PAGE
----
What type of incision should you get for your Breast augmentation procedure? In addition to the implant size this is another very important decision that you need to make.
It seems to me when I ask a patient whether they have a preference as to what kind of breast incision they want, the most common answer is that they want the type of incision that they have seen on a friend. Likewise, the second most common comment is “I don’t want such and such incision because somebody I know had one and it looks bad”. The truth is every type of incision has its pros and cons. Here is my explanation of the types of Breast augmentation incisions:
The inframammary incision
This is the incision I learned in my plastic surgery residency (20++ years ago!). It is also the most commonly used nationwide. This incision is placed under the breast along the fold. The advantages are that it is technically easy to perform, and it is well hidden under the breast.
The disadvantages are that once in a while, if the implant settles down on the chest wall, the scar will be visible in the bottom pole of the breast. It can also be a troublesome scar if it hyperpigments (gets darker colored), because then it is very visible. It can also hypertrophy(get thick), in which case it can be hard to treat and may need revision.
I use it mainly for large silicone implants, or if I think I’m going to have trouble fitting the implant through the infra areolar incision.
The infra areolar incision
This is the Breast augmentation incision I use most commonly. This incision is placed in the bottom half of the nipple perimeter. Most patients are concerned because it is in a visible place, and they are worried about loss of nipple sensation.
It has been my experience that although the scar is in a visible place it does fade very well. When I take long term (over 1 year) follow up photographs, I stand at 4-6 feet from the patient, and most times I have to ask what kind of scar they had, because I can’t see it. As far as loss of sensation, it can occur with any incision, and it has to do with a nerve that comes from the side of the chest wall and goes to the nipple. It is a very rare event, but unrelated to the type of incision.
For the surgeon, it is a little bit harder to do than the inframammary incision, but it quickly becomes second nature. I have never had to revise an infra areolar incision in over 20 years.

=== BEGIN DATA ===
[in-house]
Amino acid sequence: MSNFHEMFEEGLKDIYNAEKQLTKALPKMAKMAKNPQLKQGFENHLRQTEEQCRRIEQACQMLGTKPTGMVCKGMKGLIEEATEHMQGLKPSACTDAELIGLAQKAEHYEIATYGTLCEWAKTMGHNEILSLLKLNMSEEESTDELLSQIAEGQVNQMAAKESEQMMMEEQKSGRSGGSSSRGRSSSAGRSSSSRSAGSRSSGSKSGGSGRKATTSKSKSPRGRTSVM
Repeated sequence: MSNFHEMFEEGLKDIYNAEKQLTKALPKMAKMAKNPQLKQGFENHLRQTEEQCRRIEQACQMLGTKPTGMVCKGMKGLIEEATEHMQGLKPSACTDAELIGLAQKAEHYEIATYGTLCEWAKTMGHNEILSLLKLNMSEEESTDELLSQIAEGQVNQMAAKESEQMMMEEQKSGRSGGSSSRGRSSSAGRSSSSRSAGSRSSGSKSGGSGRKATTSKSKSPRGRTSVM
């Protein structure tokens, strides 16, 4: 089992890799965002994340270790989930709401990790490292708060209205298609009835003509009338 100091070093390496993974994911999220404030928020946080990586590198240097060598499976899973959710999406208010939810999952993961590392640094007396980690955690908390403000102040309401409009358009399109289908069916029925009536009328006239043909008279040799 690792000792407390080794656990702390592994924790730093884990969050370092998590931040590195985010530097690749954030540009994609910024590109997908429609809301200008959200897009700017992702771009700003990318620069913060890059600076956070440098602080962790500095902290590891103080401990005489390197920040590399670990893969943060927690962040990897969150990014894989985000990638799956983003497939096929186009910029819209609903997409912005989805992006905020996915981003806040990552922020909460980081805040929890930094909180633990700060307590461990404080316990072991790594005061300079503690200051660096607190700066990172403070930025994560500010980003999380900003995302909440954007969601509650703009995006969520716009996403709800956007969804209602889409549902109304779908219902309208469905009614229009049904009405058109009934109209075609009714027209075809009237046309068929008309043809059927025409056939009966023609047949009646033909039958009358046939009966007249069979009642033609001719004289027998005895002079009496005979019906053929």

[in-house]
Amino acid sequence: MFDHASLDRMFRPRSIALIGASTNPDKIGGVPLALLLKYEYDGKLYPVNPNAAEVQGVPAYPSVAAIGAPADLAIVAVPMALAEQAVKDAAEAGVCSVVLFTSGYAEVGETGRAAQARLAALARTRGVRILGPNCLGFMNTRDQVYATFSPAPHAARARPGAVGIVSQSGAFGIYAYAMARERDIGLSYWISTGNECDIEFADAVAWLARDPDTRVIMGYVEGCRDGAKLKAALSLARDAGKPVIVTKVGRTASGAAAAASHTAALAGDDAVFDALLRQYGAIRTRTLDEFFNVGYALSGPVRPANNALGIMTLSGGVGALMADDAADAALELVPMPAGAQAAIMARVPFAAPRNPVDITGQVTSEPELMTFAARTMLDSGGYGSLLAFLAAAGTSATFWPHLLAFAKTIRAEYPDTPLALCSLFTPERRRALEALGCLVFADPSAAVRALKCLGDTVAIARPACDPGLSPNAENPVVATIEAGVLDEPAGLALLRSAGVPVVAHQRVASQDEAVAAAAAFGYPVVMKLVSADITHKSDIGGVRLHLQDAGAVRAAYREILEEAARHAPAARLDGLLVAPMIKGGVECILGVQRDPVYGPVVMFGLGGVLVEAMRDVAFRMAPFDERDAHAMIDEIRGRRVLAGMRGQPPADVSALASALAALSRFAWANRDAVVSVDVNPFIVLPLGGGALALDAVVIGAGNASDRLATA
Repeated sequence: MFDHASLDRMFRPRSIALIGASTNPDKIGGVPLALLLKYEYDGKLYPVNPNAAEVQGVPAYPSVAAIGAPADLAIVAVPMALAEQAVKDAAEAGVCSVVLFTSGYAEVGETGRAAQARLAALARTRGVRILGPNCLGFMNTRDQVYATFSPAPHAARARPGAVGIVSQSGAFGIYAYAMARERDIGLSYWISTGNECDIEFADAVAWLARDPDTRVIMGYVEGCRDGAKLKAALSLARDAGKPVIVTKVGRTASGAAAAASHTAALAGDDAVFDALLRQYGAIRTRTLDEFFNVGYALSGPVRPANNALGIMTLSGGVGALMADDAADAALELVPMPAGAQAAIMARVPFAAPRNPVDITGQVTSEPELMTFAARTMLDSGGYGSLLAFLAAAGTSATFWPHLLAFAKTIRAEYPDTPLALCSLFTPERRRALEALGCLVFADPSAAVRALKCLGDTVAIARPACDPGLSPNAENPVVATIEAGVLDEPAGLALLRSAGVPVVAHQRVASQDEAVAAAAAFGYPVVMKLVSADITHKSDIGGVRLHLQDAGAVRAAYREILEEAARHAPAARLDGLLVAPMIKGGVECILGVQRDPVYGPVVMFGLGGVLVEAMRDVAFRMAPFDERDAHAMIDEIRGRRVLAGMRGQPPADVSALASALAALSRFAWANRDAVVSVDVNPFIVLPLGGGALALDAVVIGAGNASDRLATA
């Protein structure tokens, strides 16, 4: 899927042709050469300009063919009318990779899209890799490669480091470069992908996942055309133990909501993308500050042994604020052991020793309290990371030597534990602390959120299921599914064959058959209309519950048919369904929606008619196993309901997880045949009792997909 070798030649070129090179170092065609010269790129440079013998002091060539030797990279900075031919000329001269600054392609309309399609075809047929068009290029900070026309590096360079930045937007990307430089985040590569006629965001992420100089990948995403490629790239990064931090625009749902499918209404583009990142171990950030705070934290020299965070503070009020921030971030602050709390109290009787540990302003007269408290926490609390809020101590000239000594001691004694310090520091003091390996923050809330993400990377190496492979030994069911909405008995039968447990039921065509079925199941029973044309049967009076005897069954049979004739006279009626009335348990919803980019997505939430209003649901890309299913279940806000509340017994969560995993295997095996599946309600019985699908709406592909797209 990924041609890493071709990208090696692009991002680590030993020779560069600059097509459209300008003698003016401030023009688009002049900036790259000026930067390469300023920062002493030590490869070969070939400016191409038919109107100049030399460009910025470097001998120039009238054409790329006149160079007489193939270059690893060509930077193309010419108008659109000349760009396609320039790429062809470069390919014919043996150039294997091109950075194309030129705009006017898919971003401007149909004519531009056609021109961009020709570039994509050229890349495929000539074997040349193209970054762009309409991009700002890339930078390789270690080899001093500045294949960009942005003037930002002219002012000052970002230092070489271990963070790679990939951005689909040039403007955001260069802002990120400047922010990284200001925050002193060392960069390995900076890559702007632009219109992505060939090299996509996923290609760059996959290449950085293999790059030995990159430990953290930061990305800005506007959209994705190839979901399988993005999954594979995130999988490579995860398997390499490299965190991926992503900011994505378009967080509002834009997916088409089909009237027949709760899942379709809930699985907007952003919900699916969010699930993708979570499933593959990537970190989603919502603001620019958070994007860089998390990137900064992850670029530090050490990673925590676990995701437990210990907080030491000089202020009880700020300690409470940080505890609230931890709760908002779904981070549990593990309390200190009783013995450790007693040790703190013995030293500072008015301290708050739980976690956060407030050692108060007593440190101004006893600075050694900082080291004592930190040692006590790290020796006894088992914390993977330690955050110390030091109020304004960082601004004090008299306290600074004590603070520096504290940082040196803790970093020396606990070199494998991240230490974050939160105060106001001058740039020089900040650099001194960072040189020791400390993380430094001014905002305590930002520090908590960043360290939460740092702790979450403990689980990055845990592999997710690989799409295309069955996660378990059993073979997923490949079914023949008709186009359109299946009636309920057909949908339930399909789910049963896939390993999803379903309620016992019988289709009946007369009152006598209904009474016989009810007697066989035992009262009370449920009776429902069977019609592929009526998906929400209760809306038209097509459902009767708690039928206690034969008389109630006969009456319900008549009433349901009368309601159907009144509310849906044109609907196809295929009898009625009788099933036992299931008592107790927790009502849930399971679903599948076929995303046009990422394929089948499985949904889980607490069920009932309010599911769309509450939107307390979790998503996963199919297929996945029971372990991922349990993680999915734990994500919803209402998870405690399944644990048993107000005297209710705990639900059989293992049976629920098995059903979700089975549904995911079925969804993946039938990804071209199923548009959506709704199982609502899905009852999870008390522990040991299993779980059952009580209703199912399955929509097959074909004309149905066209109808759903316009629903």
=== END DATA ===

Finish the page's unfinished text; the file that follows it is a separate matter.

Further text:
The axillary incision
The axillary incision is ideal when you want no scar in the breast. The axillary incision is made in the armpits. It is close enough to the breast where you can get an instrument and see what’s going on inside. It is best suited for breasts that have little or no ptosis (drooping). If the breast hangs a little or it has a constricted base, I prefer the infraareolar or inframammary incision because it is nearer to the area I’m working on.
Some patients complain of pain in the axillary incision, but this is usually a temporary issue. The scar can hypertrophy in the postoperative period, but after a while it is almost invisible in the armpit.
Like the infra areolar incision, it can be hard to put a larger silicon implant through. In some cases, the placement of the implants can be a smidge high, but this is less of a problem for the experienced surgeon.
The TUBA – TransUmbilical Breast Augmentation
The TUBA incision location is thru the belly button. I don’t use this incision. Neither do most plastic surgeons. Many have tried it and abandoned it. A few plastic surgeons have become very proficient at it and love it.
Its main virtue is that like the axillary scar, it’s not in the breast. Its main problem is that it’s kind of far from the breast. There’s just not the same degree of control of the pocket that one gets with direct vision of the pocket. It is best suited for saline implants.
Like the inframammary scar, when it’s bad, its really problematic. Still, some patients really love it. I like the idea of it, but I’m doing so many silicon implants, its not very applicable to my practice.
In summary, there is not one best incision for Breast augmentation. Even though I have my favorites, I know that every case is individualized. The best approach for any given patient comes from a discussion of pros and cons of each approach with the surgeon. Be sure to ask your plastic surgeon what your choices are! You deserve the right to know.